Inflorescence production by Brownea rosa-de-monte (Leguminosae) and feeding behaviour of the Long-tailed Hermit Phaethornis superciliosus.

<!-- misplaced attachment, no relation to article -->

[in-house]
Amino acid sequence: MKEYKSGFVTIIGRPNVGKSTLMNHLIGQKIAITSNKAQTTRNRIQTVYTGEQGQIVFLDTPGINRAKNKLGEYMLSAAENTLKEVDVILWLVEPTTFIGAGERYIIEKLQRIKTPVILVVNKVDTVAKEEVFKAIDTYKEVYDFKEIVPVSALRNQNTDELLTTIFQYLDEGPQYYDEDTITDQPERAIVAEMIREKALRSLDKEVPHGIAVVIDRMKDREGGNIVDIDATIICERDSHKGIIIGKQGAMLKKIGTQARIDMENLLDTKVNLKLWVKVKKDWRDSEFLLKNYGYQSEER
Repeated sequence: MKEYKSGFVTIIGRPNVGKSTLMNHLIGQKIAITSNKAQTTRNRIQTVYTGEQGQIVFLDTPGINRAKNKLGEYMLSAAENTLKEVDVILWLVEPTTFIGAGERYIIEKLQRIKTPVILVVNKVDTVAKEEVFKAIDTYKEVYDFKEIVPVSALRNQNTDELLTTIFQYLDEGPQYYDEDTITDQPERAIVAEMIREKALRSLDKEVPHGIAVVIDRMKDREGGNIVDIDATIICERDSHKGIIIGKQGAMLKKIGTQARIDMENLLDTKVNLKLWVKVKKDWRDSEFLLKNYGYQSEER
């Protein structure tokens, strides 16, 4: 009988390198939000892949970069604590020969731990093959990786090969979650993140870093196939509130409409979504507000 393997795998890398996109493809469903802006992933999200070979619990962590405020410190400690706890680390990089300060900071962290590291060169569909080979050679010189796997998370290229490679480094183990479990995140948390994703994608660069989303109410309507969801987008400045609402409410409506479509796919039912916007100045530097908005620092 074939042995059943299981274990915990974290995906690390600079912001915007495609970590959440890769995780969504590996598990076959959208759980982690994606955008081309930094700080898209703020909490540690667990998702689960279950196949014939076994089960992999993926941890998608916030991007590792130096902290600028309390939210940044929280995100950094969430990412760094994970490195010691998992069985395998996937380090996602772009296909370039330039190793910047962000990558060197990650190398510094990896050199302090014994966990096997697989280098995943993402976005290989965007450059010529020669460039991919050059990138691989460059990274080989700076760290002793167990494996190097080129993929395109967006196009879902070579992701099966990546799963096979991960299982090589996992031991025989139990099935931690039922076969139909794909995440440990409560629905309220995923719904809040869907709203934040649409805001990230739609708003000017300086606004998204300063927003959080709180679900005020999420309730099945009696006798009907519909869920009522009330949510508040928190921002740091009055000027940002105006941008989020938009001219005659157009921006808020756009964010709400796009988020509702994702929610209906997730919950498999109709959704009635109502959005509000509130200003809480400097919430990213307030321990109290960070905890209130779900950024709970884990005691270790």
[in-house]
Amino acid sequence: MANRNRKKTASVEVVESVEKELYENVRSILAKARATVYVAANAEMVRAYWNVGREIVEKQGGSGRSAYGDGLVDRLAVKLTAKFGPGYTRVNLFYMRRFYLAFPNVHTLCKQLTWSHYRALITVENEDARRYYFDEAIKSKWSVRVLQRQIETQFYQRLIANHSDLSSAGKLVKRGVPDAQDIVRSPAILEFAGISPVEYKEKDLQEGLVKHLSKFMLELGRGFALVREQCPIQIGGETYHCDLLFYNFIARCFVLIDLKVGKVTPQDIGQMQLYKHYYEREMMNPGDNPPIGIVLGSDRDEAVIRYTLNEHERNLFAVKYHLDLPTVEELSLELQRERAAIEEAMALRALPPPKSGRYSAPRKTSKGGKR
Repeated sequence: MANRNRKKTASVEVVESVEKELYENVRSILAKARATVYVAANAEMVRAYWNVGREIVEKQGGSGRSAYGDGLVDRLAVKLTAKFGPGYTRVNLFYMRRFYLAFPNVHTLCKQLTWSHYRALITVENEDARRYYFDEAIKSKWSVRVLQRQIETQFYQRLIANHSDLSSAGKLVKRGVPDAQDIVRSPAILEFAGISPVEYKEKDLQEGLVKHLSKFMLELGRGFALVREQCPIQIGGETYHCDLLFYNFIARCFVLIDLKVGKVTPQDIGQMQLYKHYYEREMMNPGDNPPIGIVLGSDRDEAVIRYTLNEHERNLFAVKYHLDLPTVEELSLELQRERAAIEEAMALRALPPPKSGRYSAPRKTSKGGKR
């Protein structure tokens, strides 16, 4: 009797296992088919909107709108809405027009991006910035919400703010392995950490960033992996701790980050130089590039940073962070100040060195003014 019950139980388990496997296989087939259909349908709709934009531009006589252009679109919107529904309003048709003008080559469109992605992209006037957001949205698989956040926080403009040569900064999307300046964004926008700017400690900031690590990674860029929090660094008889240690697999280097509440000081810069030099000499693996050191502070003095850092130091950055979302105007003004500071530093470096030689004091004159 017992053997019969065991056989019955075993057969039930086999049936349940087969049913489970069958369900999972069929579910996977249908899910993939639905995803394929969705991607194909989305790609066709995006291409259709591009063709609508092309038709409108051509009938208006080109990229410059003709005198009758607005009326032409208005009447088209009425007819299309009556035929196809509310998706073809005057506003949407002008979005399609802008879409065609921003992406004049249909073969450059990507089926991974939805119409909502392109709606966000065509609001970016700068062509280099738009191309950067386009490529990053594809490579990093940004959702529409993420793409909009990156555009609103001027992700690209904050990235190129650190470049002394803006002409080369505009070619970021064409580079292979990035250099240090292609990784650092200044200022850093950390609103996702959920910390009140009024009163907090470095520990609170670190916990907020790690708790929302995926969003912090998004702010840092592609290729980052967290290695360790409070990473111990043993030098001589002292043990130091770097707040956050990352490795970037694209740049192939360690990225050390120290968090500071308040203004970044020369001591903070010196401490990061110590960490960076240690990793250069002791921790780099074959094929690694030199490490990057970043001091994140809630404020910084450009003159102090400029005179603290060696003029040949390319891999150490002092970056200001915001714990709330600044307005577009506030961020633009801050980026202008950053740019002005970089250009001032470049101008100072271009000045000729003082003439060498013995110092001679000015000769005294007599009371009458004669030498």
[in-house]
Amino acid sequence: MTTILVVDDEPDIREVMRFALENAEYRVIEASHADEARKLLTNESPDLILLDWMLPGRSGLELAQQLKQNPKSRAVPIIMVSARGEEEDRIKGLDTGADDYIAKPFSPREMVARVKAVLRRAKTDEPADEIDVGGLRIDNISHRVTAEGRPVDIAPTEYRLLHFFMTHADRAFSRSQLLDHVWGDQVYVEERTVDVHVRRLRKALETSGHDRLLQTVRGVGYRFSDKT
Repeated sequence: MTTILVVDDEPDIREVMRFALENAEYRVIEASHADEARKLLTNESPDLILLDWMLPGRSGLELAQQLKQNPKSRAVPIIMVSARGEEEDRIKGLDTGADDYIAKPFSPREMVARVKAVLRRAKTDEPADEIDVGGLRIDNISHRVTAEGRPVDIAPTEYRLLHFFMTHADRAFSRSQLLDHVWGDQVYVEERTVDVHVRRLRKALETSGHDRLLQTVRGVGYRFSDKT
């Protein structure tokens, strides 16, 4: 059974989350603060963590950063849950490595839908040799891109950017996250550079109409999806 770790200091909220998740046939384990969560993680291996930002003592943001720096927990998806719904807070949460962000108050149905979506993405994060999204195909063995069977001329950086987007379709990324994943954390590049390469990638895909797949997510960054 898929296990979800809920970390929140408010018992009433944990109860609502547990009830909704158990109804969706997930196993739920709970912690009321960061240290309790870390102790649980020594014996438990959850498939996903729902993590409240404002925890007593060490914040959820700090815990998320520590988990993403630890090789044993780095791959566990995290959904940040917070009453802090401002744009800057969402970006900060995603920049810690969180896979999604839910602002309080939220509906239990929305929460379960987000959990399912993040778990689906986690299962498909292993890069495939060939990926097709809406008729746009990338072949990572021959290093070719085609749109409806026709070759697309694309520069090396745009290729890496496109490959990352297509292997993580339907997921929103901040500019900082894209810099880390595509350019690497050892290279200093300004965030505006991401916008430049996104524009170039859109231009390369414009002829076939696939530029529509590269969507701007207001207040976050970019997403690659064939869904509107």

Plants that present their flowers in a manner which encourages several rather than just one visit by the pollinator and so increase pollen transfer can be considered at a selective advantage. The characteristics of the flowers visited by hermit hummingbirds have been described by Stiles (1975, 1978, 1979); they tend to be large conspicuous flowers, often in inflorescences, with large corollas and copious quantities of rich nectar. Inflorescences containing varying numbers of flowers are likely to be differentially successful at encouraging visits by a pollinator and hence the chances of cross-fertilization. This study investigated the flower presentation of Brownea rosa-de-monte, an understorey tree of the lowland rain forests of Central America which produces large red inflorescences visited by the non-territorial Long-tailed Hermit Phaethornis superciliosus.